Allow Me To Change Your Mind: Winter’s Holiday Havoc


John Huber, Reporter

The end of the year (and the semester) is fast approaching and that means tis’ the season for good feelings, sentimental thoughts and extravagant deals on things you don’t need or even want. Yes, the holiday season can make people forget what is wrong with the world and enjoy a time of bliss.

However, Christmas wasn’t always the traditional festive celebration it is today as it hides a dark and sinister past.

The earliest known ancestors of Christmas have been traced back to the Roman Empire with Saturnalia which involved food, drinks, gambling, music, and even cross-dressing (believe it or not). In Scandinavia, a similar festival called Yule celebrated the return of the sun by having people burn burn large logs and feasting until the fire died out.

Contrary to the fact that many believe Jesus was born on December 25, no one knows for certain when he was born. Some theorize he was born in the spring and the Dec. 25 date was chosen by Pope Julius I to subjugate Saturnalia and gradually transform it into a party about Jesus in the 5th century when Christianity took hold on Europe as a compromise to celebrate while respecting the church’s wishes.

This came to a terrifying turn in the Middle Ages as, on Christmas Day, a beggar or a student would be crowned the “Lord of Misrule” and led mobs into rich people’s houses where they demanded the best food and drink or be threatened with violence.

In the 17th century, religious reform took hold of Europe when Christmas was temporarily canceled in 1645 and not restored to its glory until Charles II took back the English throne. Even then it wasn’t the end, as in America from 1659 to 1681 the holiday was outright ILLEGAL (Yes, you read that right) in Boston and anyone sharing its spirit was fined five shillings.

It wasn’t until 1819 when Christmas started to become the family-friendly holiday we know today. In a book called “The Sketchbook of Geoffrey Crayon, Gent” by Washington Irving, stories describe a tale of a squire being invited to the peasants’ home for the holiday, mingling effortlessly as in Irving’s mind Christmas should be a peaceful celebration, bringing groups together despite wealth or social status. To reinforce this ideology was the migration of immigrants coming into the states alongside the Catholic and Episcopalian churches and families becoming sensitive to a child’s wants and needs to slowly conform Christmas into a mish-mash of other cultures. Thus Christmas was created as a celebration all its own, becoming an official federal holiday on June 26, 1870.

So, allow me to change your mind …

Let me get this out of the way first. I like the modern version of the holiday; it’s a wonderful time to get together with family and help celebrate the end of the year. However, it doesn’t mean I have no gripes about this holiday.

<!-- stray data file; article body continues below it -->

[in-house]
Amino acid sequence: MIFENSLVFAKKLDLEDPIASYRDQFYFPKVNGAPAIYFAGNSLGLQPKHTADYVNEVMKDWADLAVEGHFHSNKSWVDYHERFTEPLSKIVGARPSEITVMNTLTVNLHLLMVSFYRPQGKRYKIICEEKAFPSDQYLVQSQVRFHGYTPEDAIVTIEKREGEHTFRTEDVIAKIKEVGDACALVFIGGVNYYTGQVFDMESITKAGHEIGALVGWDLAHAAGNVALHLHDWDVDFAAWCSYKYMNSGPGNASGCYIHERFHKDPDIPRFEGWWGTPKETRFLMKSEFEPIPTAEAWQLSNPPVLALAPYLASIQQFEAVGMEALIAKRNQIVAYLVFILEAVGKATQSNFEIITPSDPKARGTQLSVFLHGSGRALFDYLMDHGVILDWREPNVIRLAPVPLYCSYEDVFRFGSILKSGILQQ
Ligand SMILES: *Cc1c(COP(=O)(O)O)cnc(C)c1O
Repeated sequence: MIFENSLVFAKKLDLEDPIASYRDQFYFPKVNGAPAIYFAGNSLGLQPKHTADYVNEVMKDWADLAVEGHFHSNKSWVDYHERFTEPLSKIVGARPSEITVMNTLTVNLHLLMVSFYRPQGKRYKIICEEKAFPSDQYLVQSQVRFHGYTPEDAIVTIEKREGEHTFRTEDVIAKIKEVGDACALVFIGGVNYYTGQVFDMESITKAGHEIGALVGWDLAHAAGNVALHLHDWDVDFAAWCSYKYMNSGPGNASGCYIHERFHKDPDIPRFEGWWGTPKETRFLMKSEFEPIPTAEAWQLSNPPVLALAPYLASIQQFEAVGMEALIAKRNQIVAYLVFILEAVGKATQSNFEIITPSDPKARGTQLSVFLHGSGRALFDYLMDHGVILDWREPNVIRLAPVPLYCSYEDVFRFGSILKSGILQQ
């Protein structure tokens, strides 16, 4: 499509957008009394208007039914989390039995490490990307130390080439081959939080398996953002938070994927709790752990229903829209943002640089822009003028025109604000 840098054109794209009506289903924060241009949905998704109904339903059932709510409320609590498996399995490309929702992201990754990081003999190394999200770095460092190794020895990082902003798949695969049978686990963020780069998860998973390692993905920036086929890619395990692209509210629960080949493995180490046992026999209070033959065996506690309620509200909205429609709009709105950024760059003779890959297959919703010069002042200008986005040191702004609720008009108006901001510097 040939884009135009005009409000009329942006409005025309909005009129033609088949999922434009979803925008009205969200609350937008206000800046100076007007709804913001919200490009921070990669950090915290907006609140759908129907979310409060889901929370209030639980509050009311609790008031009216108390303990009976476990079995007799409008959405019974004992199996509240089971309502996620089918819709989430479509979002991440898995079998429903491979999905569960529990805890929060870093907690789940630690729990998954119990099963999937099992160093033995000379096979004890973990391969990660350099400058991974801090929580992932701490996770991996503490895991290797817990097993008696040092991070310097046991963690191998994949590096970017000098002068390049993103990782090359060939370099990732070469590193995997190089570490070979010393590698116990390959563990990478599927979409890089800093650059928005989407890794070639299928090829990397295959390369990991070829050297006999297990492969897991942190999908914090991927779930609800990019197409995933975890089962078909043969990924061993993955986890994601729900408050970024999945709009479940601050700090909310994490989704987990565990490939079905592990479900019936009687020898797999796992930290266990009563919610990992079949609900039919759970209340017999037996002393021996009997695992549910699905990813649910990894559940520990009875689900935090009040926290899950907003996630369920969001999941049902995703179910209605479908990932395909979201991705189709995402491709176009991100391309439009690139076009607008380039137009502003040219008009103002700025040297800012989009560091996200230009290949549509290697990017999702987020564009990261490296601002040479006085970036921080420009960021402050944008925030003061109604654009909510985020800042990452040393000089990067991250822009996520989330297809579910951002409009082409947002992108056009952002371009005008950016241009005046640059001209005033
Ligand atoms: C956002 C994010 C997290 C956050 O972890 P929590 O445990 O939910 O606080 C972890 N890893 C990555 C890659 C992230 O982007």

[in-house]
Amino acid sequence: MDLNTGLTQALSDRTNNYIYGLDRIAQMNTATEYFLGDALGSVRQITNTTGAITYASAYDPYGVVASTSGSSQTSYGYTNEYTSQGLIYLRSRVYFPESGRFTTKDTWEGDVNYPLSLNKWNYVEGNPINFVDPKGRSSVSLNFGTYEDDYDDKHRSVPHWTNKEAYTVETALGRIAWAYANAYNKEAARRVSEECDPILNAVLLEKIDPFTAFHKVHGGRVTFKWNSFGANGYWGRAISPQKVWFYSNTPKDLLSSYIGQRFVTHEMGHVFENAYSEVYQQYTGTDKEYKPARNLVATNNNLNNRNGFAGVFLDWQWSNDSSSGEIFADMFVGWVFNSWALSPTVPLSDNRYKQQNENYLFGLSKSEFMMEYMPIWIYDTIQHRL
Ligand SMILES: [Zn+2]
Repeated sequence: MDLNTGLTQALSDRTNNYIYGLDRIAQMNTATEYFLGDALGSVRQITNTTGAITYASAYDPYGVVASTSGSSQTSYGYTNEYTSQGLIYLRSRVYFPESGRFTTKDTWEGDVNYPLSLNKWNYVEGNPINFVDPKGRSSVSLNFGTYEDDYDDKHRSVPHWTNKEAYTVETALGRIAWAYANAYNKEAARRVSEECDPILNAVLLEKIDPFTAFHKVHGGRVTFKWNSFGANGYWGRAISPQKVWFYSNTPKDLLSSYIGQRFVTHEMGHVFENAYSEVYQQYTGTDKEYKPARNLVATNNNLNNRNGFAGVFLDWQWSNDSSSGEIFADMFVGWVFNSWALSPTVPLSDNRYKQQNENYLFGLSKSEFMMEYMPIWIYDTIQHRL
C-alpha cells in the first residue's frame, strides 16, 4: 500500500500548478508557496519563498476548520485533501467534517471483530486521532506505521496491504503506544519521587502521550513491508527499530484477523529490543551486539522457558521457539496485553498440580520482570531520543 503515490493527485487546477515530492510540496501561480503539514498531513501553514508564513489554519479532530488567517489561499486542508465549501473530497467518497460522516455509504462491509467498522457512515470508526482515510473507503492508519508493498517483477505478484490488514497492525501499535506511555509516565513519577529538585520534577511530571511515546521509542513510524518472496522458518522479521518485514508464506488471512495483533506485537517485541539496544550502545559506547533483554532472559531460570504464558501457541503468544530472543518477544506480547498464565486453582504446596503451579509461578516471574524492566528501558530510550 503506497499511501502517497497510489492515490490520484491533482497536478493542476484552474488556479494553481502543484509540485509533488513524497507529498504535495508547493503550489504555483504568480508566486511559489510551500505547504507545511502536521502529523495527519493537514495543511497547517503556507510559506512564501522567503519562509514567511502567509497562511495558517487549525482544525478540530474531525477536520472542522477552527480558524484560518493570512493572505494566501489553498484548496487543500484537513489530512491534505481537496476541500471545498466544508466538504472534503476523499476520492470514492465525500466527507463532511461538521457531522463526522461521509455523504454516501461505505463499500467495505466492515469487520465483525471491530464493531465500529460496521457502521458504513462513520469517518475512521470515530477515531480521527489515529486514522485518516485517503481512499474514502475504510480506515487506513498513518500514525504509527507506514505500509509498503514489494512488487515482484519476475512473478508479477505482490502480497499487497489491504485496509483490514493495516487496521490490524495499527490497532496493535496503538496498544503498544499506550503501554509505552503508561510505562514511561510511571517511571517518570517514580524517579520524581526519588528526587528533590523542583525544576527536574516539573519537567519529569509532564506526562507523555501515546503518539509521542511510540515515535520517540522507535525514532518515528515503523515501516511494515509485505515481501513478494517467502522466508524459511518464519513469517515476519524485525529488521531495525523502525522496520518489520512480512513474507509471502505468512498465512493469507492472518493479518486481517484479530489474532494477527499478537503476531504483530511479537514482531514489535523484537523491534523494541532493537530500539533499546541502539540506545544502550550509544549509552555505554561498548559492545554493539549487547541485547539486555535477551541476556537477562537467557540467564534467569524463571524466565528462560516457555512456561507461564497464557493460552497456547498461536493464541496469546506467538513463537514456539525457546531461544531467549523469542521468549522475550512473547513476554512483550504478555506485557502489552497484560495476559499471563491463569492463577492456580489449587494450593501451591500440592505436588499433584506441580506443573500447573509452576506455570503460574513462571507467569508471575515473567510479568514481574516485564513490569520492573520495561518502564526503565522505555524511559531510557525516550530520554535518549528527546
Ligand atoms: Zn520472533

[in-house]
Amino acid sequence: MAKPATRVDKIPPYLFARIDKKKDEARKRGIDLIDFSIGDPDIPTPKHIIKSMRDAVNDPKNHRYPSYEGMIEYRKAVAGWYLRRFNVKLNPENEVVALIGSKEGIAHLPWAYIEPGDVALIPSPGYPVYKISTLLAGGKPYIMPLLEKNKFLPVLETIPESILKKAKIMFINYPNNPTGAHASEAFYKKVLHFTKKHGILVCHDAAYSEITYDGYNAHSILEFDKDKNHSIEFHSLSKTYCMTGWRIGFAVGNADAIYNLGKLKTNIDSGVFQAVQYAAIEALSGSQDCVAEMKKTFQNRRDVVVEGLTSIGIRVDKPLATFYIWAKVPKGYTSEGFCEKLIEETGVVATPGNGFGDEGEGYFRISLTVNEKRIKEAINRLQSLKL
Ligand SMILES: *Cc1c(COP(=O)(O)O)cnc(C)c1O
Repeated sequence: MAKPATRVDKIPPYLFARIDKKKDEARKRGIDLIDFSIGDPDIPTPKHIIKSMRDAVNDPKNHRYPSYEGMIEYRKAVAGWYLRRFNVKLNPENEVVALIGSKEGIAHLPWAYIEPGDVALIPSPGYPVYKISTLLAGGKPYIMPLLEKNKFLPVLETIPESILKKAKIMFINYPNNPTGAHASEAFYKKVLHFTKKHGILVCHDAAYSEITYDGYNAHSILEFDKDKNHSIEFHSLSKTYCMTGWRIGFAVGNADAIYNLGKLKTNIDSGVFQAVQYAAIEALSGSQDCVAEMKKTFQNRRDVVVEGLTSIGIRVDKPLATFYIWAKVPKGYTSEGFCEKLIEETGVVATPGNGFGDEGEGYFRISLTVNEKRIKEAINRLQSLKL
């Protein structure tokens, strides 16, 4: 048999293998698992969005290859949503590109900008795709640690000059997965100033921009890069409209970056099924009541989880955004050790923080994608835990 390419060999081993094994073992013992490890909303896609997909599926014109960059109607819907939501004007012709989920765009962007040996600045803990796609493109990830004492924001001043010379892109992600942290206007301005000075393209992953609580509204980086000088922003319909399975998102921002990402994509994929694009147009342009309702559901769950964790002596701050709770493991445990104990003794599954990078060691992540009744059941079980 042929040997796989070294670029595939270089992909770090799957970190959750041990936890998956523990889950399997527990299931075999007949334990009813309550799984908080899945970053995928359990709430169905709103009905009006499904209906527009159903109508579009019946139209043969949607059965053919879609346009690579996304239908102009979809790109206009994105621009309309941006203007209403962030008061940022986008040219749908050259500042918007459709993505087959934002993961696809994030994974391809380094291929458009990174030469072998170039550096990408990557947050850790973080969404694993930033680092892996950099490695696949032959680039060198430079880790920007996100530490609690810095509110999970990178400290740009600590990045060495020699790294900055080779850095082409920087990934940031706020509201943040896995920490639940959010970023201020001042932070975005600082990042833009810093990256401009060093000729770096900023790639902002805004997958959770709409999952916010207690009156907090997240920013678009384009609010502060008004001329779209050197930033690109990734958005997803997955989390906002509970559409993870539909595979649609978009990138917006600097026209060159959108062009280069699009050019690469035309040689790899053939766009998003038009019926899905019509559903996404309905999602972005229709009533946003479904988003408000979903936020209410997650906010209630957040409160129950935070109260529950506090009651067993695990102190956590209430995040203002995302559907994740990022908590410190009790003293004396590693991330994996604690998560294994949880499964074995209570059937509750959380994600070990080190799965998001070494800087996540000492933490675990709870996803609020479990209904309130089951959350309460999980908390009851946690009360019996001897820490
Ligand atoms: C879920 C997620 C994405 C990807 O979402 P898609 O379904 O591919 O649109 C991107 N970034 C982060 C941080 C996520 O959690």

Let’s start with the big white elephants in the room – Black Friday and Cyber Monday. Both are a good idea so you can get presents you need for your loved ones while looking forward to their reaction when they see the one thing they asked for.

But that’s where my positives end as the lengths people go to get their Christmas shopping done and over with is too chaotic for its good (which, then again, calls back to the Lord of Misrule Traditions – just replace food and drink with a flat-screen TV). I have seen reports of people getting trampled and even killed while trying to score that hot item that little Jimmy or Sally wants (Cabbage Patch Kids and Tickle-me Elmos are two notable examples.)

Most challenging about the holidays is the emotional stress you feel when you react in a way that doesn’t seem like the Christmas spirit to others (not helping the fact that Christmas comes right after Thanksgiving). You are suddenly viewed as a Grinch or a Scrooge to everyone you know. This is especially insulting to introverts, who prefer to spend time alone during the season as a way to recharge and refresh before the next big Christmas party or gathering.

On the other end of the spectrum, however, we have extroverts who thrive during this time and are energized when they are invited to a Christmas party. They are the ones making fun of the introverts for being Scrooges in the first place. Speaking as someone who identifies as an introvert, there are plenty of reasons why we don’t feel the Christmas spirit like extroverts do. Maybe some students have school work to finish up and don’t feel like celebrating right away. Maybe we still need to decide what to get other people for Christmas and can’t rest until it’s wrapped and under the tree, or maybe it’s various other reasons that can’t be listed here. So, be respectful of people who want some time to themselves and don’t think they hate the holiday because they decline one invitation.

Happy holidays to you all my readers. Thank you for making this a popular article of The Highlander. Rest assured this isn’t the end of “Change your Mind.” I’ll see you next semester.